Caller: “Do you have a Linda? Because my name is Linda, and I’m worried I just wrote my own name down.”

Me: “We have a Linda. I’ll transfer you.”

Caller: “Oh, thank goodness!”

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There’s Got To Be A Debtor Way

| USA | Working | February 6, 2013

(Backstory: My husband recently found out he had an acute form of cancer which would be deadly unless he got immediate treatment (leukemia). It has rendered him totally disabled and is totally dependent on me for everything. He is so weak that he can’t shower or get dressed and can barely walk from room to room. This has unfortunately left us behind on our credit card.)

Me: “I understand why you’re calling, but I just do not have any money to give right now. We’re only bringing in $600 a month in social security and that barely covers 2/3 of the mortgage. I have NO money left. I called to explain this already.”

Credit Card Rep: “You need to get a job.”

Me: “I don’t think you understand. My husband has cancer. I will be more than willing to send you whatever documentation you’d like from the hospital to prove I’m telling the truth. I can’t leave him alone at all. He’s a fall hazard.”

Credit Card Rep: “You need to find a job and hire someone to watch him. Try [fast food restaurant].”

Me: “Do you really think I’m going to find someone to be his caregiver on a [fast food restaurant] salary? I’ll be paying out more to that than I bring in! That doesn’t even make sense!”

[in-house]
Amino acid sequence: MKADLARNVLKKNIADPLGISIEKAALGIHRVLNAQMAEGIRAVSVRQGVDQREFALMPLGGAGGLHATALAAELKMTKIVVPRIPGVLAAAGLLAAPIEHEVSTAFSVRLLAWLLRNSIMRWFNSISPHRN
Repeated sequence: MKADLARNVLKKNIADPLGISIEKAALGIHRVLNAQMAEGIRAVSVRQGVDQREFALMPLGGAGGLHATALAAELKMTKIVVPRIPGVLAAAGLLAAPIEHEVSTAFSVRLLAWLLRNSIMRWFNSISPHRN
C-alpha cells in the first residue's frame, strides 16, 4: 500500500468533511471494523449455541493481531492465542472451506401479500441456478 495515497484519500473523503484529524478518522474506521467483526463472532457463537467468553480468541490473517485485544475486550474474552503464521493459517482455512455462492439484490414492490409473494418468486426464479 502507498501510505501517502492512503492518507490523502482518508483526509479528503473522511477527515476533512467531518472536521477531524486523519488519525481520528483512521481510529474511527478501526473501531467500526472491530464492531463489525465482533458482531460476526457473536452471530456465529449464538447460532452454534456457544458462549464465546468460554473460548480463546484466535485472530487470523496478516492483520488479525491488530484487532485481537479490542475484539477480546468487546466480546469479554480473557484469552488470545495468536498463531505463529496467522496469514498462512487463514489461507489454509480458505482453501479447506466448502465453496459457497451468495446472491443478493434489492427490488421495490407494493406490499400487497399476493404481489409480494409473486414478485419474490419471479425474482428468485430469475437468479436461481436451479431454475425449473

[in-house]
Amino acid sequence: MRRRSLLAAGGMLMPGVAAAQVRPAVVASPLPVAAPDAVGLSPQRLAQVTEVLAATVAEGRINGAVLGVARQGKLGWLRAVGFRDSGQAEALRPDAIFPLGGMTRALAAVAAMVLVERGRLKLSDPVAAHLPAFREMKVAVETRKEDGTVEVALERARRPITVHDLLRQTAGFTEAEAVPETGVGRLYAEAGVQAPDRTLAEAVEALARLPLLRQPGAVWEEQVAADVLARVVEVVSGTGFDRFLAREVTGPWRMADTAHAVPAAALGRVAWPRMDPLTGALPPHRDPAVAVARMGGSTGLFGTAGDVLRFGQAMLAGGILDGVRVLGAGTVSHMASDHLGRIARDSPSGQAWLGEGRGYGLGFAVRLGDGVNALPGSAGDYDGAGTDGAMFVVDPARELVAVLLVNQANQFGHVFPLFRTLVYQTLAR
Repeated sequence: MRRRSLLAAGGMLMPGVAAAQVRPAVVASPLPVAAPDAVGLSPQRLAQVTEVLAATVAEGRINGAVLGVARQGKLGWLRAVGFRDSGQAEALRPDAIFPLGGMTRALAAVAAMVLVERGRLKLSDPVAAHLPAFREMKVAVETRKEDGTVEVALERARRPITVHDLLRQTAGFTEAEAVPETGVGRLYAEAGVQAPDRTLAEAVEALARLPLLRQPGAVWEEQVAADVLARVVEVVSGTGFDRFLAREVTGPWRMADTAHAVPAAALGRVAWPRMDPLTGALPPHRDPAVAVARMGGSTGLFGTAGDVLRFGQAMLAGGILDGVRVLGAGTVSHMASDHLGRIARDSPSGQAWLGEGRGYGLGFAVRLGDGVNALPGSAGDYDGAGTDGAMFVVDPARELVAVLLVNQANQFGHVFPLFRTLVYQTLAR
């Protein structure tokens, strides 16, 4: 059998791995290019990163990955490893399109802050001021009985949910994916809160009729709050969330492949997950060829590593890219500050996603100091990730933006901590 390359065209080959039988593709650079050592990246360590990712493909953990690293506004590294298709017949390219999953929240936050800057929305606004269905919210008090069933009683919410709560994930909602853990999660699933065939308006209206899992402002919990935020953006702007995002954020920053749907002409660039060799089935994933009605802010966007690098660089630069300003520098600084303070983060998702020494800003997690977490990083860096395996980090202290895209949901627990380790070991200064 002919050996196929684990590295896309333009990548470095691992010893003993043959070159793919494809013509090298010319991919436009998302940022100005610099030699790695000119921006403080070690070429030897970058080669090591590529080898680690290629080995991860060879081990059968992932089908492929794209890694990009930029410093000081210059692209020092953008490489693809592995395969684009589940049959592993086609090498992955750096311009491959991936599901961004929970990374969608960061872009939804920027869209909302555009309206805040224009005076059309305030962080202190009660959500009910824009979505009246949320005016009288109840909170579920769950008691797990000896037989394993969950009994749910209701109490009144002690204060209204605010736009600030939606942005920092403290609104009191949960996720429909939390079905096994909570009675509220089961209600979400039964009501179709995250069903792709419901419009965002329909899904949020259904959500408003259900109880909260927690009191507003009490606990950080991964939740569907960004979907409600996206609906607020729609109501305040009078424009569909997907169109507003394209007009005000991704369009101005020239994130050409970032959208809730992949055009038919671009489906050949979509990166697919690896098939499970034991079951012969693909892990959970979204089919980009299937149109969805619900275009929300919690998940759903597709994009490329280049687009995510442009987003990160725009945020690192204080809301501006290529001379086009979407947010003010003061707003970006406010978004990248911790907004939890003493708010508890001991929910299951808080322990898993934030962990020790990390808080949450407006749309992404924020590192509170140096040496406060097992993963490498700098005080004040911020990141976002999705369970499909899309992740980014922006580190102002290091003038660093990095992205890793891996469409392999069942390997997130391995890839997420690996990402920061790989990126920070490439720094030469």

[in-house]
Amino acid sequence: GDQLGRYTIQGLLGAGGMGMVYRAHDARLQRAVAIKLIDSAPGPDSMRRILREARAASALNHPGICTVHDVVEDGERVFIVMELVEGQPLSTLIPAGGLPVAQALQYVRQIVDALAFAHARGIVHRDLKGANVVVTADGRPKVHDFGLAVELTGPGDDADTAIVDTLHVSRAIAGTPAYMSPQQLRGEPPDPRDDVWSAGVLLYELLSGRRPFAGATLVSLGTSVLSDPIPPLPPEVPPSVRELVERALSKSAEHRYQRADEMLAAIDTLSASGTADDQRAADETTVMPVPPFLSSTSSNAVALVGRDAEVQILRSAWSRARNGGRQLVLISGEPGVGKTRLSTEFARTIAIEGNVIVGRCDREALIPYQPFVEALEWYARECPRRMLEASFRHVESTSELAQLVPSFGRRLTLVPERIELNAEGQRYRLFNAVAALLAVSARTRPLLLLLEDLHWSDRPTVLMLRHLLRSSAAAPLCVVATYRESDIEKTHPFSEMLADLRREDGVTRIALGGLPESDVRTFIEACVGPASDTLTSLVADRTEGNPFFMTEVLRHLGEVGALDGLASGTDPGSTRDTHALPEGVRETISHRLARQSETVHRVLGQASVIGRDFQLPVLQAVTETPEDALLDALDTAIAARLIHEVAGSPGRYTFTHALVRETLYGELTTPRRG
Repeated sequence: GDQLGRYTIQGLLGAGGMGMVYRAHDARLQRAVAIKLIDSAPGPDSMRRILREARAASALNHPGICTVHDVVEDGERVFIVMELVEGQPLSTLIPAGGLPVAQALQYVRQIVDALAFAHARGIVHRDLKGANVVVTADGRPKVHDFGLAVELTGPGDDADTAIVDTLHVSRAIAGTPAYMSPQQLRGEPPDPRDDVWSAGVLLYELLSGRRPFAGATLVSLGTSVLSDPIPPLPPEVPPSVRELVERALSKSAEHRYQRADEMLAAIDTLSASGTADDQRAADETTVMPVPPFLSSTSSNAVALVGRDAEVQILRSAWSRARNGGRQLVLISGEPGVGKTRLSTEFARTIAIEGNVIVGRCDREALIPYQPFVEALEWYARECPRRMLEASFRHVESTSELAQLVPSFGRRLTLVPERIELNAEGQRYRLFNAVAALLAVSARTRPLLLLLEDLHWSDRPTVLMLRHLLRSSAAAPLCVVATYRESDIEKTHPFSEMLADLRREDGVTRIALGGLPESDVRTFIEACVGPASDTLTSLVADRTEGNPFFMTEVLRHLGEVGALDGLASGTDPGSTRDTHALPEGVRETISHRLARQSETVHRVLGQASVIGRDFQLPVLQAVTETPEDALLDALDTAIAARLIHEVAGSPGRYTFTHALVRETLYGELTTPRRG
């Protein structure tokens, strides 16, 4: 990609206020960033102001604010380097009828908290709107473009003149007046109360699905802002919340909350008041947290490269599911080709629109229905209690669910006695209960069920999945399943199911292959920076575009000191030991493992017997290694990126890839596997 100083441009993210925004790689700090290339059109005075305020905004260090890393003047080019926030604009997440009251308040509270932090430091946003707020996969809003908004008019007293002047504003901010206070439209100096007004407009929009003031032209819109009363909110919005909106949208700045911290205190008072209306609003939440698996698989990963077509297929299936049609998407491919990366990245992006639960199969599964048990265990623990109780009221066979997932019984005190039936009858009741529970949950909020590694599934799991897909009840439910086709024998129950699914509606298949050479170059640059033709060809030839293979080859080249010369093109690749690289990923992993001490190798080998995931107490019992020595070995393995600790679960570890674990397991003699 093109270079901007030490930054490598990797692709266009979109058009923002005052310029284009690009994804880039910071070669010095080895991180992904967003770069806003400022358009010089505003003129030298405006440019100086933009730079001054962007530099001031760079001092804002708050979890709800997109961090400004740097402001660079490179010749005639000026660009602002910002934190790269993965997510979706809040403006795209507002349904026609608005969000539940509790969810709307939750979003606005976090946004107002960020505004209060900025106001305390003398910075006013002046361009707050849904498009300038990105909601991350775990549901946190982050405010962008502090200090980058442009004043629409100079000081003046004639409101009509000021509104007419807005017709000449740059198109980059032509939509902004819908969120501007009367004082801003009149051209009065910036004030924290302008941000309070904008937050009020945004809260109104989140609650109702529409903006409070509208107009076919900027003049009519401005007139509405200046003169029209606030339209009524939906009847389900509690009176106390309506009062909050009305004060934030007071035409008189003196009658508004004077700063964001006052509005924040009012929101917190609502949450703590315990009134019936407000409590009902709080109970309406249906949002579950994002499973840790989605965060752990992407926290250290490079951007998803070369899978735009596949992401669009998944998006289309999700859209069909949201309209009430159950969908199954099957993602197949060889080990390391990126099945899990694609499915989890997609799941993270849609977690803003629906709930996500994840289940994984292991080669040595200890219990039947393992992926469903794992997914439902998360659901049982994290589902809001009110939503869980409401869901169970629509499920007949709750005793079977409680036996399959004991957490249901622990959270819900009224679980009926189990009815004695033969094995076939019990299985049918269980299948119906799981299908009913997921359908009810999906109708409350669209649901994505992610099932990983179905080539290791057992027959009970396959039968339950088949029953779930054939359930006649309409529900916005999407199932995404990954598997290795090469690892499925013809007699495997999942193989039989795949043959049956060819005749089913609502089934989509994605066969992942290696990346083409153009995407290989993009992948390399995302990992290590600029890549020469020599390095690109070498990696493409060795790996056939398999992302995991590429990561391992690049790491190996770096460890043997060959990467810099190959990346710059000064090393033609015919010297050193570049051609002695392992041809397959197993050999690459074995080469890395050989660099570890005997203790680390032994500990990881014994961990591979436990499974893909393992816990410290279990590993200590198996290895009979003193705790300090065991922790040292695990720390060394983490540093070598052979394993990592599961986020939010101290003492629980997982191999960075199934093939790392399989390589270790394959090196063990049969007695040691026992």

Credit Card Rep: “I think you’re just lazy and don’t feel like working. It’s harder to work at [fast food restaurant] than it is to take care of an adult. You can leave him for a few hours.”

Me: “Do you even hear what you’re saying?”

Credit Card Rep: “Well, then you need to ask someone to help you take care of him.”

Me: “Who? The people who have jobs and bills to pay? You want them to take time off work and help me for free?”

Credit Card Rep: “Yes!”

Yukon Freeze It, Part 2

| ON, Canada | Right | February 6, 2013

(I work at a call centre located in Canada, but our focus is verifying orders placed for long distance phone service with a particular company in America, so all our incoming calls originate from there. I am on a call with a man from a Southern state.)

Caller: “Where are you from?”

Me: “We’re located in Canada, sir.”

Caller: “Oh wow, you must see a lot of moose up there then?”

Me: “Well, maybe more so out west, sir. But we are in Southern Ontario. There aren’t really any moose here.”

Caller: “You must have a lot of snow, right?”

Me: *it’s currently summer* “Yes, during the winter we can get lots of snow.”

Caller: “How do you power your call centre?”

Me: “I’m sorry, sir? We use electricity.”

Caller: “Wouldn’t the heat from electricity melt the igloos?”

(I have to mute my headset as I laugh and try to compose myself. I want so badly to joke with him, but our calls are recorded.)

Me: “No, sir. We live in houses and buildings in cities just like you. Even way up north I don’t think you’d find any igloos anymore.”

Caller: “Really? Oh. What were you asking me again?”

(We resume the call as normal, but at the after our goodbyes, he jumps in.)

Caller: “Wait! If I give you my email, can you send me a picture of a moose?”

Me: “I’m sorry, I can’t do that.”

Caller: “Aw, how come?”

Me: “Because it’s against company policy and the moose are camera shy. Have a great day, sir!”

Yukon Freeze It